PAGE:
Fundação Oswaldo Cruz. Centro de Estudos Estratégicos

The impact of health insurance on health services utilization and health outcomes in Vietnan

Descrição: 
In recent years, a number of low- and middle-income country governments have introduced health insurance schemes. Yet not a great deal is known about the impact of such policy shifts. Vietnam’s recent health insurance experience including a health insurance scheme for the poor in 2003 and a compulsory scheme that provides health insurance to all children under six years of age combined with Vietnam’s commitment to universal coverage calls for research that examines the impact of health insurance. Taking advantage of Vietnam’s unique policy environment, data from the 2002, 2004 and 2006 waves of the Vietnam Household Living Standard Survey and single-difference and difference-in-differences approaches are used to assess whether access to health insurance – for the poor, for children and for students – impacts on health services utilization and health outcomes in Vietnam. For the poor and for students, results suggest health insurance increased the use of inpatient services but not of outpatient services or health outcomes. For young children, results suggest health insurance increased the use of outpatient services (including the use of preventive health services such as vaccination and check-up) but not of inpatient services.Relatório publicado no Health Economics, Policy and Law, v. 9, n. 4,  p.359–382, 2014.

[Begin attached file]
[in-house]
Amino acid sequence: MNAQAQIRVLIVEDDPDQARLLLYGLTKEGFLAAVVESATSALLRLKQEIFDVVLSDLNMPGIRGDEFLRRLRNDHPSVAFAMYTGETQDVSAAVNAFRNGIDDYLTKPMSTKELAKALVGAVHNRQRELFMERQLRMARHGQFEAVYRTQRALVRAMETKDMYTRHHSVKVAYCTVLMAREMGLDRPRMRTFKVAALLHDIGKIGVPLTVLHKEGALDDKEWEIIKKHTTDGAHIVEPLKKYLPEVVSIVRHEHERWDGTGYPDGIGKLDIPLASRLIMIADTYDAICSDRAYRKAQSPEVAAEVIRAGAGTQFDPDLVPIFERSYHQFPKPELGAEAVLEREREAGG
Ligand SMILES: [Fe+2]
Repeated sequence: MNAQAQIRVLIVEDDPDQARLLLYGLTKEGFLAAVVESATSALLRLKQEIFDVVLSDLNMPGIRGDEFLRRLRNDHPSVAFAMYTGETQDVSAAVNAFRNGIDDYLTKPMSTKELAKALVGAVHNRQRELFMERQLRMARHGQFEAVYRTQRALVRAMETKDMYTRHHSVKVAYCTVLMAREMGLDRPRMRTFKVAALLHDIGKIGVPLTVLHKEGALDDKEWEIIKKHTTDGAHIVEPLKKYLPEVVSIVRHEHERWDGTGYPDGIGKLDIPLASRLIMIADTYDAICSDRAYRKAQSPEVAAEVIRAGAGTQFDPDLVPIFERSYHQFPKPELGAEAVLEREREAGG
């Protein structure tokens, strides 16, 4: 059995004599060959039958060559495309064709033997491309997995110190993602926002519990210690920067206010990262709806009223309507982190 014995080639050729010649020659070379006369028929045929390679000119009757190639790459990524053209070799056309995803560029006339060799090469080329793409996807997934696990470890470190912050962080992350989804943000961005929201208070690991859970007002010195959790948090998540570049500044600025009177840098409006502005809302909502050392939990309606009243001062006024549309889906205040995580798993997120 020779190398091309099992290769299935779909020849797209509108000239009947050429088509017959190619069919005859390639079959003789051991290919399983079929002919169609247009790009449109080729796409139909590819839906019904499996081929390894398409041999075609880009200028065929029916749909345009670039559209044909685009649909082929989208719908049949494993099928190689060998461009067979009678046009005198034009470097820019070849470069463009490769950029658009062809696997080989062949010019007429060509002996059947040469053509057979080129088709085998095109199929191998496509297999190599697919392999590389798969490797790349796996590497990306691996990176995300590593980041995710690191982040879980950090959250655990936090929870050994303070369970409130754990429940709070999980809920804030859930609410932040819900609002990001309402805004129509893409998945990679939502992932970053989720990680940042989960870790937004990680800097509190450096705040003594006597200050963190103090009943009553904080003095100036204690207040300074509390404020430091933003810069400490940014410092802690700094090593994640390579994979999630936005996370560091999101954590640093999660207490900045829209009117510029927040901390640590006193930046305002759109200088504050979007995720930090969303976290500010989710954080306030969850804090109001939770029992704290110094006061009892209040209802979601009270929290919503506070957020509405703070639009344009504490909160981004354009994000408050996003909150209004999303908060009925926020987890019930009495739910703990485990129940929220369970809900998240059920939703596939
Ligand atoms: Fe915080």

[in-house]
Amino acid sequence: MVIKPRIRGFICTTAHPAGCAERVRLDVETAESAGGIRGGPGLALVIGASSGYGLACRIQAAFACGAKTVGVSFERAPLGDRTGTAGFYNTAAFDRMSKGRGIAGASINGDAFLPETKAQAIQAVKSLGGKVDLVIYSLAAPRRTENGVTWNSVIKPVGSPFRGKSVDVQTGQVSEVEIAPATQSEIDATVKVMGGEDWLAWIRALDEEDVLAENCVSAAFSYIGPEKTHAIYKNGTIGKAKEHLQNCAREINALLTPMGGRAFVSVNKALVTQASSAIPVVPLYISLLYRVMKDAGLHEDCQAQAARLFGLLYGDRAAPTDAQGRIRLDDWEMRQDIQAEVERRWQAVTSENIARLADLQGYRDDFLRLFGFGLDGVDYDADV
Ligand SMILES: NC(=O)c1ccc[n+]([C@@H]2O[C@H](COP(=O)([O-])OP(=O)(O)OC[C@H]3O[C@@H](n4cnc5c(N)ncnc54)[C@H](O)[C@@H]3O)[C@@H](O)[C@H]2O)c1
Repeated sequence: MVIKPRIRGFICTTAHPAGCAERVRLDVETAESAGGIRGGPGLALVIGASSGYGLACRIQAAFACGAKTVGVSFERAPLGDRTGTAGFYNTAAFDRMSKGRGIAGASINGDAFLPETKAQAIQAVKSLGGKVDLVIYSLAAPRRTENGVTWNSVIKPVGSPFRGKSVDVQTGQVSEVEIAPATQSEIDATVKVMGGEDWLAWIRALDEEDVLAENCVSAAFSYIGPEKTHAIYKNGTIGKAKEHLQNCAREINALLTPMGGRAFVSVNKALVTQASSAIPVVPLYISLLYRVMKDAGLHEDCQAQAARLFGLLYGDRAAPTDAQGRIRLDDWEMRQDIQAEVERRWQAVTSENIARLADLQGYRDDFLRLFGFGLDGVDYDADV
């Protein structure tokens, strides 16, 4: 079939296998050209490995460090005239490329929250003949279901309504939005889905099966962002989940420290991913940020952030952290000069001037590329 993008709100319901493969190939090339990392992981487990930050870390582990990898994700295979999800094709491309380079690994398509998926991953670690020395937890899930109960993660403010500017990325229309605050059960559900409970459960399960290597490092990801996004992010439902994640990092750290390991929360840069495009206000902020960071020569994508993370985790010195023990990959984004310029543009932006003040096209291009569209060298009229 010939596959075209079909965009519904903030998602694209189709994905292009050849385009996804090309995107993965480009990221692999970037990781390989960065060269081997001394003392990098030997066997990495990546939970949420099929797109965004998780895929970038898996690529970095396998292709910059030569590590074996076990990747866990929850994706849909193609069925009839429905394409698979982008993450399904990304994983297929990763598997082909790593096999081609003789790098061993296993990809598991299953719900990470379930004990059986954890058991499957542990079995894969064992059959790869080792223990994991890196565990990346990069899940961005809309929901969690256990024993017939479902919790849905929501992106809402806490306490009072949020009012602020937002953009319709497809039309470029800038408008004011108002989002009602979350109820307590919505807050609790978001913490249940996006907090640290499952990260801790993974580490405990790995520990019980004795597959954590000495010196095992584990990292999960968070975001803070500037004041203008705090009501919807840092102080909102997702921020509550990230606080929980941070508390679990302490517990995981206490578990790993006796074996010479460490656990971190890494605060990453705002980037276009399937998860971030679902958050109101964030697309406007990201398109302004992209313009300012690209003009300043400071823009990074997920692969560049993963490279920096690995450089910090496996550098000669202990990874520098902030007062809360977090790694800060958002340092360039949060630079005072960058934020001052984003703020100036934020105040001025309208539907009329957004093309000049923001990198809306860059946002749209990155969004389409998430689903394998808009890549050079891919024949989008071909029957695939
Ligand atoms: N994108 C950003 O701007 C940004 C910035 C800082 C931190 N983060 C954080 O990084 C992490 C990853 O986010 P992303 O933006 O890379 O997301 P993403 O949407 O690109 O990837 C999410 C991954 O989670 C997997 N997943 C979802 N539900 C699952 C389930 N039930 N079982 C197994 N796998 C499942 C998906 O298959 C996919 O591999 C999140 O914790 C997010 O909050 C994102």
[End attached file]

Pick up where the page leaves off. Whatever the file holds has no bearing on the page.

Universal health coverage: a commitment to close the gap

Descrição: 
Sumário Executivo do Relatório publicado por Save the Children, 2013.Support for universal health coverage (UHC) – ensuring "that all people obtain the health services they need, of good quality, without suffering financial hardship when paying  for them" 1 – is fast gaining momentum. The World Health Organization (WHO), the World Bank and many developing and donor countries have already adopted UHC as their top health  priority. This report focuses on how and why inequity – unfair and avoidable inequalities – should be prioritised as countries progress on the path towards UHC. It identifies policy options that governments and donors should consider when implementing reforms for UHC and estimates the effect this could have on health outcomes, setting out the implications for the post- 2015 sustainable development framework.Research for this report included:- A structured literature review to identify lessons from countries;- key informant interviews with a range of experts;- An econometric analysis to estimate the impact of more equitable health financing on mortality rates;- A Lives Saved analysis to estimate the impact of eliminating in-country wealth inequities incoverage of maternal and child health services.